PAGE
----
Moderator Sahra Sulaiman with panelists Tamika Butler and Zahra Alabanza. Photo: Jean Khut
Editor’s note: Streetsblog Chicago sent writer Jean Khut to Atlanta last month to report on The Untokening and share lessons from the event that could be applied to transportation justice efforts in our city. We’ll be running another post on the main Untokening activities in the near future.
In early November, mobility advocates from across the United States gathered in Atlanta for The Untokening, a “convening” to address equity issues in transportation and public spaces. The event was an extension of this year’s Facing Race Conference, held in Atlanta earlier that weekend.
In conjunction with the convening, The Untokening and the Atlanta Bicycle Coalition hosted a panel discussion called “LA X ATL Exchange: Race, Place & Justice,” featuring Tamika Butler, director of the Los Angeles County Bicycle Coalition, and Zahra Alabanza, co-founder of the Atlanta chapter of Red, Bike, and Green. Sahra Sulaiman, a communities editor at Los Angeles Streetsblog, served as the moderator.
Walking, biking, and transit advocacy groups often struggle with how to define equity in their work. During the panel Butler said some bike advocates she knew felt there weren’t enough voices representing people who’ve been marginalized by systemic prejudices.
Since starting her position at the LACBC in 2014, Butler has become one of the most prominent voices promoting equity in active transportation. She grew up in Omaha and previously worked as a civil rights lawyer. Butler wasn’t into biking until a friend convinced her to do AIDS/Lifecycle, a fundraising bike ride from San Francisco to L.A. It was there where she met her wife Kelly and found her passion for bikes.
Butler said she has dealt with her share of of racism and sexism in the bike world. One common criticism she gets is that she isn’t “bikey” enough to lead an advocacy organization, which begs the question of what this term actually means. Are her critics saying she isn’t riding her bike enough for transportation and/or recreation to be a bike advocate? Butler doesn’t know the answer, but feels that she wouldn’t face the same criticism if she were a white male.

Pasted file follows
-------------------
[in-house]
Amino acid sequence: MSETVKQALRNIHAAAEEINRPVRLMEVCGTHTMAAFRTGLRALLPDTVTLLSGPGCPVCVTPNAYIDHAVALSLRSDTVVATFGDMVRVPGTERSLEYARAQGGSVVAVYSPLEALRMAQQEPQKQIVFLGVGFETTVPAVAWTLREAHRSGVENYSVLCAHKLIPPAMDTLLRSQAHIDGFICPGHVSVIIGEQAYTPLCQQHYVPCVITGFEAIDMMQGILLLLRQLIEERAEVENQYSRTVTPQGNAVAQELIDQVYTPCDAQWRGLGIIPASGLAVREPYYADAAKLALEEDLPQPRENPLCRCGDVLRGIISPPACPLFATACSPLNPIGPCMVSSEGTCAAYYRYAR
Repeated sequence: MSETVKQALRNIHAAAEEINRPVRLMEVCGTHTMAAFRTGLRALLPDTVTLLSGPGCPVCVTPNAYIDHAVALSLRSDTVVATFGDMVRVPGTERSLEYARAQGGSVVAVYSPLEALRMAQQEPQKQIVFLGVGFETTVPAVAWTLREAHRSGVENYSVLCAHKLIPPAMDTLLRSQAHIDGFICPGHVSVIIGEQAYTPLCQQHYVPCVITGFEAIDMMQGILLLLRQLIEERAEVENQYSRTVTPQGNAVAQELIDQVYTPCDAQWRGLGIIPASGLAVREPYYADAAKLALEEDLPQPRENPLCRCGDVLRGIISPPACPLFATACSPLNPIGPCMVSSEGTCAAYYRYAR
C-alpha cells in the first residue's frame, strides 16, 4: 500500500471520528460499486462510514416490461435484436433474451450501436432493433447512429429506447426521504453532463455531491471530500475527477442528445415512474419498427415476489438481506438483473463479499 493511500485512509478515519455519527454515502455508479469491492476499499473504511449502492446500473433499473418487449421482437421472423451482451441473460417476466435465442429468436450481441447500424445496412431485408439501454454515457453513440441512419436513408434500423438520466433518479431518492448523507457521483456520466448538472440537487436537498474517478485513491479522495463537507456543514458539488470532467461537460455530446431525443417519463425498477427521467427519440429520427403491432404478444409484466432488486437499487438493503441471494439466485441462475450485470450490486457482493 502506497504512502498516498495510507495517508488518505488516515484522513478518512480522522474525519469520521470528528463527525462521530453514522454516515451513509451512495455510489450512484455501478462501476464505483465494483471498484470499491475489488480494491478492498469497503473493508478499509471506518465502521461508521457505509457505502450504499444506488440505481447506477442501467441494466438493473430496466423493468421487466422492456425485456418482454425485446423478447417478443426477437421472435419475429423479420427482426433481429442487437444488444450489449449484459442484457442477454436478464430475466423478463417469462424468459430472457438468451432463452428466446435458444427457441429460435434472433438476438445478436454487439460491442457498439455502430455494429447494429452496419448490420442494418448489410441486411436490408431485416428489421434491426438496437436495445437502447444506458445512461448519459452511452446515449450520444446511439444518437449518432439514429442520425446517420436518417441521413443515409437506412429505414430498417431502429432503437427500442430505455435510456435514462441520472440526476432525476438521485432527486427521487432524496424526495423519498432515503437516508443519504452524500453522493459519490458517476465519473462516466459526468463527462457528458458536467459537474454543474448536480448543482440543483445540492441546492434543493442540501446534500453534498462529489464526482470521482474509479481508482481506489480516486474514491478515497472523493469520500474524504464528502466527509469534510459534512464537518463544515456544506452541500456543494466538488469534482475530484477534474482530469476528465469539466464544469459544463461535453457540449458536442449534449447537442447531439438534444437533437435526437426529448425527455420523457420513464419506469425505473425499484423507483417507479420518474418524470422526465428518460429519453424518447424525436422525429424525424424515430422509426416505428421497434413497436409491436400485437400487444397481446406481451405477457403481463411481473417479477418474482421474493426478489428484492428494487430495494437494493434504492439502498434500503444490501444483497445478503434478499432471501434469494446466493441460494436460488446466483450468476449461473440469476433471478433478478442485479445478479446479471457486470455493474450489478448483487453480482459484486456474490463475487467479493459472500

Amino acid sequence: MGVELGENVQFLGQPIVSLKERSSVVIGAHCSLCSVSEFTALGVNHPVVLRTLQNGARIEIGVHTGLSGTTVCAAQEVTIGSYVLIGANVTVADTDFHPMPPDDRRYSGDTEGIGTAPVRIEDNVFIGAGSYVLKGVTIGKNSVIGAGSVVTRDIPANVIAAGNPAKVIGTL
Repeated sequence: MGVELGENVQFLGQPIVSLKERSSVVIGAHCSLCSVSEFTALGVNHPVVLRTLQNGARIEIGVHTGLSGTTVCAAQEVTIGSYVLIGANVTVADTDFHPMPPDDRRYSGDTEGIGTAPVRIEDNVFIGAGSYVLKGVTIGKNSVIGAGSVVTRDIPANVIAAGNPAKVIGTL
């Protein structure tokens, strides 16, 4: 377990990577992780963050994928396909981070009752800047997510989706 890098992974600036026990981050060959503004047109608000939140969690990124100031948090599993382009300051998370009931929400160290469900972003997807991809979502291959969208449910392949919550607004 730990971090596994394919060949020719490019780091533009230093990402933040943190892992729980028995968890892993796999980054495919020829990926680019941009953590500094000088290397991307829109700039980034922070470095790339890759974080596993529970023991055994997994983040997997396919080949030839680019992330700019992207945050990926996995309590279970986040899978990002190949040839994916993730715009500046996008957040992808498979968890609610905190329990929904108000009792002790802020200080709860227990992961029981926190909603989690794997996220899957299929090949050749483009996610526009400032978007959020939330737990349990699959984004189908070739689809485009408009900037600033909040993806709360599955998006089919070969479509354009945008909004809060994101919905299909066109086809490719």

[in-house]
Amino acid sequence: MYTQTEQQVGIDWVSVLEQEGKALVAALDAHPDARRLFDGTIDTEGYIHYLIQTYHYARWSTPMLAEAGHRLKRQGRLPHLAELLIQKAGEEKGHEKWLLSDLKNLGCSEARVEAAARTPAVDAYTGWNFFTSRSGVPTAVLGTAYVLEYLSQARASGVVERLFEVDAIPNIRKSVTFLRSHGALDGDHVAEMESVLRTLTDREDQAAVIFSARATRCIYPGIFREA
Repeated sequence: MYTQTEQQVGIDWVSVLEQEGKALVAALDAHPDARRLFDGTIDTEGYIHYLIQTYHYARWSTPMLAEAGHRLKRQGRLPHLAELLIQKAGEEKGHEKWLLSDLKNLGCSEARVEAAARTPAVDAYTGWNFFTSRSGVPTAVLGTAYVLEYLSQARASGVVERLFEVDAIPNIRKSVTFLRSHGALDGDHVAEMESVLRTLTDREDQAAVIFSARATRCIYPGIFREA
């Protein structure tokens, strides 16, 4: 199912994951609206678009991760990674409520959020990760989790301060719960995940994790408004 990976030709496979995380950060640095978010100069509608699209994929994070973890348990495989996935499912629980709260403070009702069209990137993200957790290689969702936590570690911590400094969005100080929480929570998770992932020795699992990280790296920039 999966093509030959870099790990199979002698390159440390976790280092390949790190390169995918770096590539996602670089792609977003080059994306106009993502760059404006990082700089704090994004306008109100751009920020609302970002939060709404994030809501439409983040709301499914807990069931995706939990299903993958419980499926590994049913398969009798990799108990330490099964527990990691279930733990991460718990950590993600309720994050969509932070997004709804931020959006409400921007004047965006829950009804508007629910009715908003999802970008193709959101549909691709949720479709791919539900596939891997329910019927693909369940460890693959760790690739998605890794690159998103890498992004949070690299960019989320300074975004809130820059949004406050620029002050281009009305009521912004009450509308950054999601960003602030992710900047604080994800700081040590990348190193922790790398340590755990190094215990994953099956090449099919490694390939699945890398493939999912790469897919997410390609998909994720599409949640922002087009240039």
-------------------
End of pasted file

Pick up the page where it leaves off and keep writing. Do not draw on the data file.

Likewise, Alabanza didn’t fit the profile many other Atlanta bike advocates were used to. She moved to the city fifteen years ago with a background in community organizing, focusing on LGBTQ issues and reproductive rights. Eventually, her interest in social justice and biking intersected. She saw the need to create spaces for people of color to use biking as a way to form relationships and build community.
RBG originated in Oakland, California in 2007, and Alabanza co-founded the Atlanta chapter in 2012. At first many in the Atlanta bike scene didn’t know what to make of RGB and were surprised that they didn’t address some of the issues bike advocacy groups have traditionally focused on, such as promoting bike lanes and helmets. The volunteer-run group, which describes itself as “exclusively Black,” uses biking a way to address economic, environmental, and mental and physical health issues that impact African-American communities.
Alabanza said her work with RBG allows her to be “unapologetically Black.” Even though she helped create a positive, empowering space for African-Americans, she has faced some backlash, especially during the group’s first year. Alabanza has been accused of reverse racism from people who didn’t understand the need for an all-Black space.